You wouldn’t think this 44 lines of code could have all these properties, but they do and this is why I think this style of coding is particularly well suited to Systems Administrators. We are busy people, we do not have time to implement from scratch our own connection pooling, buffers, spools and everything else you would need to try to duplicate these points from scratch. We have 20 minutes and we just want to solve our problem. Languages like Ruby and technologies like Message Orientated Middleware lets you do this.

I’d like to expand on the one aspect a bit – I mentioned that the network topology can change without the code being aware of it and that we might have restricted firewalls preventing everyone from communicating with Graphite. Our 44 lines of code solves these problems with the help of the MOM.

By using the facilities the middleware provides to create complex networks we can distribute our connectivity layer globally as below:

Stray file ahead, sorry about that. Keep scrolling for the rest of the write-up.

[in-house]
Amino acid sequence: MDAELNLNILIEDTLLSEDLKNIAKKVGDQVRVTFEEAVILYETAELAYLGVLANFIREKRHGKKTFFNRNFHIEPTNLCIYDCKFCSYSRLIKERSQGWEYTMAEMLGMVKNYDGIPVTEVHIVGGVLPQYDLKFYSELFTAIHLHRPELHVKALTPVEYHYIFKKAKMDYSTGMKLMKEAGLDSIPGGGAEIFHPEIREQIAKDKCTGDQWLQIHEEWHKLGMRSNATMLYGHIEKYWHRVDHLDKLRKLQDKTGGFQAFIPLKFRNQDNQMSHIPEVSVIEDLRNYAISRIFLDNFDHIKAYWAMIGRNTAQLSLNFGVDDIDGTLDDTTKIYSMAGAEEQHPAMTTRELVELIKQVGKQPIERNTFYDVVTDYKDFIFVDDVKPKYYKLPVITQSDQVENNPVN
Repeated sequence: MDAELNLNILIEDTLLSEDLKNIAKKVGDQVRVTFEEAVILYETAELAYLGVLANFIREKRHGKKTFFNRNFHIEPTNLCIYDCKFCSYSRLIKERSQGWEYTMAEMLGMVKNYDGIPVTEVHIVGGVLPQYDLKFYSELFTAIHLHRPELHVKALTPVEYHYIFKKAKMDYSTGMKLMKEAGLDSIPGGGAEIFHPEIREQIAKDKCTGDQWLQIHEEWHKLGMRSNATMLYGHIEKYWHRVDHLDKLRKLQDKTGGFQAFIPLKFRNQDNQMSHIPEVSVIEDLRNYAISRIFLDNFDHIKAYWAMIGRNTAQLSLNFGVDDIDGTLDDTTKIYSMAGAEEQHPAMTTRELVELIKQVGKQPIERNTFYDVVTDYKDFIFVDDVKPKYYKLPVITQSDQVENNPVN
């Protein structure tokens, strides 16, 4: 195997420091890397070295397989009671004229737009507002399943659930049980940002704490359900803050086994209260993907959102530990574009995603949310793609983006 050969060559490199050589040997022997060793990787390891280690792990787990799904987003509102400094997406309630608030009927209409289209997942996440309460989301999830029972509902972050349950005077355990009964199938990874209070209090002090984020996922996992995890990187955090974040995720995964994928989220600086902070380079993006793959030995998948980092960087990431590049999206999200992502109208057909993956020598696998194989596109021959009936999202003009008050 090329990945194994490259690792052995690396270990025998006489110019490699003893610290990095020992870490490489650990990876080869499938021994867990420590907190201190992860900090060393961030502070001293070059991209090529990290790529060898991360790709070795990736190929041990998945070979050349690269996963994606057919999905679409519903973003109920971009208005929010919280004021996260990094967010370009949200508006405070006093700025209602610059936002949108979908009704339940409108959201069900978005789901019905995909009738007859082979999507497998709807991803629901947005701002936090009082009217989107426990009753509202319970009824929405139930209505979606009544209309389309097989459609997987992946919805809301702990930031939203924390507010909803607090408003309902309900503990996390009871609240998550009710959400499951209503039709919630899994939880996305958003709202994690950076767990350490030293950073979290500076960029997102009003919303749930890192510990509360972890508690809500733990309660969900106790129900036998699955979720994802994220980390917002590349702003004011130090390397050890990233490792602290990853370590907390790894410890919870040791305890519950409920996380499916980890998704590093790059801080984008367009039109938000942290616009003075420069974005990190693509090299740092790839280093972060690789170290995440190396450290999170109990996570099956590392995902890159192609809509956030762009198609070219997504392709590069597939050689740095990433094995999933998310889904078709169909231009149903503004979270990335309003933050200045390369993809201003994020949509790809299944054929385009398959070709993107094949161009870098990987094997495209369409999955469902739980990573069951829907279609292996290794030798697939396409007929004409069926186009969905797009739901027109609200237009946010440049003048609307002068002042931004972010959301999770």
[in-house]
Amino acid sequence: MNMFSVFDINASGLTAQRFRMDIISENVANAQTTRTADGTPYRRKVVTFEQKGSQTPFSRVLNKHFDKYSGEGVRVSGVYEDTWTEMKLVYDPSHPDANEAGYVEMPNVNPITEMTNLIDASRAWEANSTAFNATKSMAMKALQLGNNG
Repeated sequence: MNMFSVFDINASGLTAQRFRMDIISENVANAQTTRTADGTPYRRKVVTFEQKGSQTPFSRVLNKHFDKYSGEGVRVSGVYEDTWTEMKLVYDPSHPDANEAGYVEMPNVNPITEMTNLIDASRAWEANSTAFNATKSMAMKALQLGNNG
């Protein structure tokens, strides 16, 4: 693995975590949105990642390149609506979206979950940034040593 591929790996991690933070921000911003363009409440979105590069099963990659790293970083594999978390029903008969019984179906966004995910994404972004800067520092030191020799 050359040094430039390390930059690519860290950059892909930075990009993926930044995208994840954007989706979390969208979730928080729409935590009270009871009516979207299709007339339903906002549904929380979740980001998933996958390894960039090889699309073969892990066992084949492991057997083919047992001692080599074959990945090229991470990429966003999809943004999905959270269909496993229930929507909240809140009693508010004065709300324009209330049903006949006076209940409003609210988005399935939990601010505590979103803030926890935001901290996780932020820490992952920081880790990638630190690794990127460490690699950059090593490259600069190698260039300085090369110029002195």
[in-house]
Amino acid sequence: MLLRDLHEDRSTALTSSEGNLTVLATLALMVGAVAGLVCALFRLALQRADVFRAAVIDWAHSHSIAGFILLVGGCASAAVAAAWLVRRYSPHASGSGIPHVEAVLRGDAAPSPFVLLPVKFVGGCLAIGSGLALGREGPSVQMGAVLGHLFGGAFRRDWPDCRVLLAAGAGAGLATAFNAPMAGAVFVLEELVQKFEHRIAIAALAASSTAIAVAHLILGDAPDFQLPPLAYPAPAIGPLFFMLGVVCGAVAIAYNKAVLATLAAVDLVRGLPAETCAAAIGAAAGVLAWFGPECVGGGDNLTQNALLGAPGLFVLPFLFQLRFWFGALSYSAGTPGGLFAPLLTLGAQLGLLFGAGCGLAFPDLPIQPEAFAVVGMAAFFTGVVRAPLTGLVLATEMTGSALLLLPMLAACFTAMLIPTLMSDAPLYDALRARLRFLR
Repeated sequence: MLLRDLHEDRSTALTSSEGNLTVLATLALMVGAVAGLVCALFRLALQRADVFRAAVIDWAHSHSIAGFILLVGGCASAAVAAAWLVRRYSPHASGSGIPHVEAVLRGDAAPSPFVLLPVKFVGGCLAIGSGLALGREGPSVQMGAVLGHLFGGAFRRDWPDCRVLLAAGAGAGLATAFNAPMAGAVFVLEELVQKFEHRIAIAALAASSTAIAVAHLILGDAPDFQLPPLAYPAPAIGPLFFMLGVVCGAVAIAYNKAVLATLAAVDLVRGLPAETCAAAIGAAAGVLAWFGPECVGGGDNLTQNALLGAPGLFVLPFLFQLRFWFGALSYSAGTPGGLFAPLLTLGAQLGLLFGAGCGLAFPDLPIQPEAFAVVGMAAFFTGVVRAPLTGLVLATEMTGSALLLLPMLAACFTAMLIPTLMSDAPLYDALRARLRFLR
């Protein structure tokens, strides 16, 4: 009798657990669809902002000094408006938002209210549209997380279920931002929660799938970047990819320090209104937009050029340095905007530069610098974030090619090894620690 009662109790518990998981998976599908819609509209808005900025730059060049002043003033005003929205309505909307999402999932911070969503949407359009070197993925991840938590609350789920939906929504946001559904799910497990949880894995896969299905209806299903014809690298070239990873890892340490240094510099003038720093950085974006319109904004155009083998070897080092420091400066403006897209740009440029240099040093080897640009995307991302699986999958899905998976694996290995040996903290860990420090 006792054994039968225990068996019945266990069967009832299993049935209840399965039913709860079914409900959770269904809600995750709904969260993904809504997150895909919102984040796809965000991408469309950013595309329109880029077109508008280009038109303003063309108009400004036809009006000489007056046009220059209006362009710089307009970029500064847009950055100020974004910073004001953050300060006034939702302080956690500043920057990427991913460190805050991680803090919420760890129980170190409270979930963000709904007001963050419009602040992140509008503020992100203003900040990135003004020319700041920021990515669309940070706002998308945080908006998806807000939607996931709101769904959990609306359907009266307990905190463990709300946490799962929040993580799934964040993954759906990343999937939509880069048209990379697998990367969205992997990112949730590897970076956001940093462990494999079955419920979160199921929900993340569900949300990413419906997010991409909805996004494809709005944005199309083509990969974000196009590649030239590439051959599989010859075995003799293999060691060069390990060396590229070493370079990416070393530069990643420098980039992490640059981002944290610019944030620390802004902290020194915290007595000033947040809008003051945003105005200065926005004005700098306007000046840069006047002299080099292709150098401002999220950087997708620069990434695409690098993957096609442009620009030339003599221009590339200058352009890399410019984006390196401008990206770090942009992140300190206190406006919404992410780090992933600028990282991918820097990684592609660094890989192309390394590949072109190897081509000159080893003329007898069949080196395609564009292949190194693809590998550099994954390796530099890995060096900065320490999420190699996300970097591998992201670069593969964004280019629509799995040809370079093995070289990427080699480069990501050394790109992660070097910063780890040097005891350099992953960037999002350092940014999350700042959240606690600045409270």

Here we have producers all over the world and our central consumer sitting in the EU somewhere. The queuing and storage characteristics of the middleware is present in every region. The producers in each region only need the ability to communicate with their regional Broker.

The middleware layer is reliably connected in a Mesh topology but in the event that transatlantic communications are interrupted the US broker will store the metrics till the connection problem is resolved. At that point it will forward the messages on to the EU broker and finally to the Consumer.

We can deploy brokers in a HA configuration regionally to protect against failure there. This is very well suited for multi DC deployments, deployments in the cloud where you have machines in different Regions and Availability Zones etc.